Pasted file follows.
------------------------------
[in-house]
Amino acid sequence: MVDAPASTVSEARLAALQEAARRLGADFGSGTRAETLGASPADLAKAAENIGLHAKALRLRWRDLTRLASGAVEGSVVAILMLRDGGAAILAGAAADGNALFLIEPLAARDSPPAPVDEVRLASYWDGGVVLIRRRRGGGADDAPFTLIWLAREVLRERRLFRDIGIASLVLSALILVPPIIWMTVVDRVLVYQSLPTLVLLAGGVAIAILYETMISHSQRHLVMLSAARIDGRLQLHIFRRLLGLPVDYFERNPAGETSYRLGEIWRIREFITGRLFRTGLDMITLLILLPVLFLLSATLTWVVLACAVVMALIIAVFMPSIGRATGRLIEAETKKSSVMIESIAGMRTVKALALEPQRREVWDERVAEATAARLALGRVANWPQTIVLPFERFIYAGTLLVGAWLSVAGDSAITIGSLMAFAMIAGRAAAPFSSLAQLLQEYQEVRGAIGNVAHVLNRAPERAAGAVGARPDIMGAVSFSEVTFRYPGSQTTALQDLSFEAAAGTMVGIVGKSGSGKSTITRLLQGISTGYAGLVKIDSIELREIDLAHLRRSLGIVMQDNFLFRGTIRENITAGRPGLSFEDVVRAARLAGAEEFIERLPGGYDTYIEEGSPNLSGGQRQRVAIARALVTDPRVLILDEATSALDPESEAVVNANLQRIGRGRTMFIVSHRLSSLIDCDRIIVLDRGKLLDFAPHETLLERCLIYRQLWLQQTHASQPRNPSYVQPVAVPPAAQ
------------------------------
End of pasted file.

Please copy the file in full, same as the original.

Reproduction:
[in-house]
Amino acid sequence: MVDAPASTVSEARLAALQEAARRLGADFGSGTRAETLGASPADLAKAAENIGLHAKALRLRWRDLTRLASGAVEGSVVAILMLRDGGAAILAGAAADGNALFLIEPLAARDSPPAPVDEVRLASYWDGGVVLIRRRRGGGADDAPFTLIWLAREVLRERRLFRDIGIASLVLSALILVPPIIWMTVVDRVLVYQSLPTLVLLAGGVAIAILYETMISHSQRHLVMLSAARIDGRLQLHIFRRLLGLPVDYFERNPAGETSYRLGEIWRIREFITGRLFRTGLDMITLLILLPVLFLLSATLTWVVLACAVVMALIIAVFMPSIGRATGRLIEAETKKSSVMIESIAGMRTVKALALEPQRREVWDERVAEATAARLALGRVANWPQTIVLPFERFIYAGTLLVGAWLSVAGDSAITIGSLMAFAMIAGRAAAPFSSLAQLLQEYQEVRGAIGNVAHVLNRAPERAAGAVGARPDIMGAVSFSEVTFRYPGSQTTALQDLSFEAAAGTMVGIVGKSGSGKSTITRLLQGISTGYAGLVKIDSIELREIDLAHLRRSLGIVMQDNFLFRGTIRENITAGRPGLSFEDVVRAARLAGAEEFIERLPGGYDTYIEEGSPNLSGGQRQRVAIARALVTDPRVLILDEATSALDPESEAVVNANLQRIGRGRTMFIVSHRLSSLIDCDRIIVLDRGKLLDFAPHETLLERCLIYRQLWLQQTHASQPRNPSYVQPVAVPPAAQ